The use of forensic radiology in determination of unexplained head injuries in child mummies - Cause of death or mummification damage?

Janet Davey, Olaf H. Drummer

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7 Citations (Scopus)


The role of forensic radiology imaging in the study of two ancient Egyptian wrapped child mummies allowed for different views of areas of interest where there was uncertainty in the interpretation of head injuries that may have been related to cause of death or mummification damage. The objective of this study was to determine the cause of the head injuries. Images were obtained with a Toshiba Aquilion 64 Computerised Tomography (CT) scanner set to acquire 64×0.5 mm2 data that was loaded into a Vitrea 2 advanced visualisation workstation for processing. Ancient texts and recent publications were consulted for descriptions of mummification techniques. Virtual images showed that both children had suffered comminuted fractures of the skull. One child had been eviscerated and appeared to have been excerebrated via the anterior fontanelle during mummification. The second child also suffered a comminuted fracture which was at the vertex of the skull but had not been excerebrated or eviscerated. The injury to the skull of this child suggested that the defect was caused by a sharp edged tool and that this injury may have caused death.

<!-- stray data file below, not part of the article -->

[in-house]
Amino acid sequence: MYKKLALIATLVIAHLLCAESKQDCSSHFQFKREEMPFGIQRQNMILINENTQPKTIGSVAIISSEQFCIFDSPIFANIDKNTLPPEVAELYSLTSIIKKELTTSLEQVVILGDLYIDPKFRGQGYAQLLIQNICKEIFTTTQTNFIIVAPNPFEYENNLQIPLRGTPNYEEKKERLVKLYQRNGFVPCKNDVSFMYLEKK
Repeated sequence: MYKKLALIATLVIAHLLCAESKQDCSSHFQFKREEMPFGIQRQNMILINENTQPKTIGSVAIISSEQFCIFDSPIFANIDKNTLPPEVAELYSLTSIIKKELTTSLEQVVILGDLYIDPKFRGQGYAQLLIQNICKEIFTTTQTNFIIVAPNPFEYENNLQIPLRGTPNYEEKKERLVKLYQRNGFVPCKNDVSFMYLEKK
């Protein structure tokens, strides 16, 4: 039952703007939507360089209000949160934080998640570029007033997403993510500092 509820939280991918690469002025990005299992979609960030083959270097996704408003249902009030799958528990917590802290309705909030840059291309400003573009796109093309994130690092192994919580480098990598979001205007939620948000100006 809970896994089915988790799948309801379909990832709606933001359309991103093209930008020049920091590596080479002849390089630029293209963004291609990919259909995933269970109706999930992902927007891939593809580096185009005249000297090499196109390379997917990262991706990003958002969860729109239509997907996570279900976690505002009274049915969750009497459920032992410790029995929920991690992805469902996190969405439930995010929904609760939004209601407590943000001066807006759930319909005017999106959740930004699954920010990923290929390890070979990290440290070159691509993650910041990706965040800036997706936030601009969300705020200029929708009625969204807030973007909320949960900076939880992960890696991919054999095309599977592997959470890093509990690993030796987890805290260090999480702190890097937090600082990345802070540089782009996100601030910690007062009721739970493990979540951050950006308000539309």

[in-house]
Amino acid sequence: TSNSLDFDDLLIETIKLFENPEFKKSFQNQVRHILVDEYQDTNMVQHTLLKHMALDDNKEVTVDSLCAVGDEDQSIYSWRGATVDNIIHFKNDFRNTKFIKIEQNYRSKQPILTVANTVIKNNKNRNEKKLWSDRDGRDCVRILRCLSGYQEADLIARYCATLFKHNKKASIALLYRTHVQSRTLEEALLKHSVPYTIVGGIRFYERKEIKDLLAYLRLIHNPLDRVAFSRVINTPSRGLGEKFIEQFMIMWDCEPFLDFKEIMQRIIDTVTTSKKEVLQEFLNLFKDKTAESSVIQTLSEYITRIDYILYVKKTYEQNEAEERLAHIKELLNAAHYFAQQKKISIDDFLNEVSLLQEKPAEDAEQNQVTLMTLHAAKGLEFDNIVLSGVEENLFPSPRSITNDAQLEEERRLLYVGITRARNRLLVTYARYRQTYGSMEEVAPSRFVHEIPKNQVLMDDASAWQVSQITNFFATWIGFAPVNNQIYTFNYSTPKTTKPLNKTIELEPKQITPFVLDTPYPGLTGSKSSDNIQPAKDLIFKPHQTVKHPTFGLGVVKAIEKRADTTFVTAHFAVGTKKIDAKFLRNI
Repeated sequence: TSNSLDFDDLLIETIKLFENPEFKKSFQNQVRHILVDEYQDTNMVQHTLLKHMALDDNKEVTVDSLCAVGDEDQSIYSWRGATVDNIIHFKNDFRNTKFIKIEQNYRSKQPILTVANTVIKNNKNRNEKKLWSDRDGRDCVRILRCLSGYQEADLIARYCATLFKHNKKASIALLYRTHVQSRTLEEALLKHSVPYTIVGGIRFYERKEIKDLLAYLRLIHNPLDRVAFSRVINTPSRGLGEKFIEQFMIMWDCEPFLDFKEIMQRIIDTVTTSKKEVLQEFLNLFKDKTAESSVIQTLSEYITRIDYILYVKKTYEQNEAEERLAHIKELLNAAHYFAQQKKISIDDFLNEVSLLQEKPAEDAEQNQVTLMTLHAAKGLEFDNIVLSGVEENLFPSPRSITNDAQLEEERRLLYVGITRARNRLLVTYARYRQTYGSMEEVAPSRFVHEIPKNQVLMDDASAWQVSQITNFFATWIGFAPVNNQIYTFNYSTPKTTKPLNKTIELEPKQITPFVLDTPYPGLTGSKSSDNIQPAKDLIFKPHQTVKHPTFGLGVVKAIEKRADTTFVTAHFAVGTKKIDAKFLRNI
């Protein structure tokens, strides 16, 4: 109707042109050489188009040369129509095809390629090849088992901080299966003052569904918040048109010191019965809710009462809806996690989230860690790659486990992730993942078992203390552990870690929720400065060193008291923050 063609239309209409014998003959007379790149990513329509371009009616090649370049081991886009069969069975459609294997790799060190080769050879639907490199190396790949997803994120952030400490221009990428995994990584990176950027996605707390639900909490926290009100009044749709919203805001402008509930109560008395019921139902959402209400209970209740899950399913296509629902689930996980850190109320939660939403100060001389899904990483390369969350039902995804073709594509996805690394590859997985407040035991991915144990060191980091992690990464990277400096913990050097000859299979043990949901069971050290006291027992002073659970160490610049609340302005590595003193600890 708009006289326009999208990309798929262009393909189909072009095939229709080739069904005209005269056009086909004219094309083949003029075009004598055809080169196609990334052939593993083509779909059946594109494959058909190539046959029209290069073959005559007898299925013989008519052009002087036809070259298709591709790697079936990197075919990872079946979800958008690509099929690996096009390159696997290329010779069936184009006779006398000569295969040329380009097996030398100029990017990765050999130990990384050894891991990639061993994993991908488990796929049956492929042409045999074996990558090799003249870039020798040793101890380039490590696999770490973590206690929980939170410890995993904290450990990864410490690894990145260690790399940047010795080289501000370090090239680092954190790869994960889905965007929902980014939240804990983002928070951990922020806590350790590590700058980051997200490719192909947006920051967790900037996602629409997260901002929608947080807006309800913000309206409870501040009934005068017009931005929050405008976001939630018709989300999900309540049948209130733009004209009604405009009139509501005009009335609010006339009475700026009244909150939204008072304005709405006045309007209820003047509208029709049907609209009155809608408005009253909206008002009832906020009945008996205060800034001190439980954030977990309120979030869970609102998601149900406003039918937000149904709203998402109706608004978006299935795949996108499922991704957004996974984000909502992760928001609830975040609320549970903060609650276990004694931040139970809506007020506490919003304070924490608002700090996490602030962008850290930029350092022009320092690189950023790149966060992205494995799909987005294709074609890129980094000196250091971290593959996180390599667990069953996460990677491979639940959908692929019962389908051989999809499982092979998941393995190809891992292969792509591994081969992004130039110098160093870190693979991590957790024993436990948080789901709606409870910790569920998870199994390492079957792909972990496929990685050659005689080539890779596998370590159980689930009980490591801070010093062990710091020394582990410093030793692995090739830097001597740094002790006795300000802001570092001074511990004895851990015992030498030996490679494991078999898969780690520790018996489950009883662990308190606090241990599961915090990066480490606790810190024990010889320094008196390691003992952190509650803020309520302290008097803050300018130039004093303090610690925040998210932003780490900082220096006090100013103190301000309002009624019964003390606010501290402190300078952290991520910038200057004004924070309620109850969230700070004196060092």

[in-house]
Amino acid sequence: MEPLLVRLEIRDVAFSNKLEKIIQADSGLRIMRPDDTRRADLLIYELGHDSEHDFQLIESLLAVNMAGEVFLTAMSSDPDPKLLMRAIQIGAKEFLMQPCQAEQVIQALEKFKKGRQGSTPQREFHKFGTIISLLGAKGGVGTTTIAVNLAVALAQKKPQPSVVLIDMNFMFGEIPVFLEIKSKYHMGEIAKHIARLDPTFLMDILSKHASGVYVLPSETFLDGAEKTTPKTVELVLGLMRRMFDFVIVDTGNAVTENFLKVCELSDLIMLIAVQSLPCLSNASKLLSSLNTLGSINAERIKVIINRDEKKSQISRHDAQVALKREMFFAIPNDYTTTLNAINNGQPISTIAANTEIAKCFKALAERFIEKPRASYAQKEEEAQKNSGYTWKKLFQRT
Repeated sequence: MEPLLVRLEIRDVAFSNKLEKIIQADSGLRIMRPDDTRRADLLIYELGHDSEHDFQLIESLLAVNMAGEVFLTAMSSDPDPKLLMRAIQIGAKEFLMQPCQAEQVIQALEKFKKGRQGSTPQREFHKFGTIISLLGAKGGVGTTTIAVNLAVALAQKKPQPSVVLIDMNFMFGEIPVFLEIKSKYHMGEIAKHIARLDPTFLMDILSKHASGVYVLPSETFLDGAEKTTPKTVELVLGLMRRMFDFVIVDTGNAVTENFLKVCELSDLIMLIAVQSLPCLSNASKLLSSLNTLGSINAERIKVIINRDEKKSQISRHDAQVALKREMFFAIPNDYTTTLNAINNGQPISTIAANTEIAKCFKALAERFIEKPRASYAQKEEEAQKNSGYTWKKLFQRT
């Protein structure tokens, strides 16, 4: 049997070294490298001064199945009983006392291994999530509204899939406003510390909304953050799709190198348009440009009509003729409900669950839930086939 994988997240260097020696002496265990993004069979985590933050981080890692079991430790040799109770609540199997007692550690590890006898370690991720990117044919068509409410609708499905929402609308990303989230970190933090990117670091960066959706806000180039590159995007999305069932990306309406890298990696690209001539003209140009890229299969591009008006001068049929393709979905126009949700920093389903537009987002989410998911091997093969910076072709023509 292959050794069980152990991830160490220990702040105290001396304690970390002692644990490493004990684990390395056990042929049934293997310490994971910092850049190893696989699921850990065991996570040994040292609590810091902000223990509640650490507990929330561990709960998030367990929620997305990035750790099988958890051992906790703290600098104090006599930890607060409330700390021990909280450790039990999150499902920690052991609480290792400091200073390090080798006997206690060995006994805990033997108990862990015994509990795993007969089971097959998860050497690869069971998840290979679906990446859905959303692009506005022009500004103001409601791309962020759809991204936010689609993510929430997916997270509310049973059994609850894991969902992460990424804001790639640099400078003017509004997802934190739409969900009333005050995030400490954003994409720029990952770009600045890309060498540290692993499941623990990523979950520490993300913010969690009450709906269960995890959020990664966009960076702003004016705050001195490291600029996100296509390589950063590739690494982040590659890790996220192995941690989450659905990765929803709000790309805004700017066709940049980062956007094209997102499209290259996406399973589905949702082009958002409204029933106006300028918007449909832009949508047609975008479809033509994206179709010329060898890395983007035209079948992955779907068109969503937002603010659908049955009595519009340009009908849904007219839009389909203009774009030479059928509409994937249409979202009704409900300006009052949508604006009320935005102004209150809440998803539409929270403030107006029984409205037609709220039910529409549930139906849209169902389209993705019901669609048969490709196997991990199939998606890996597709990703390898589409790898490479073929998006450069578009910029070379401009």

Original languageEnglish
Pages (from-to)20-24
Number of pages5
JournalJournal of Forensic Radiology and Imaging
Publication statusPublished - 1 Jun 2016


  • Cause of death
  • Comminuted skull fractures
  • Mummification
  • Post mortem injuries

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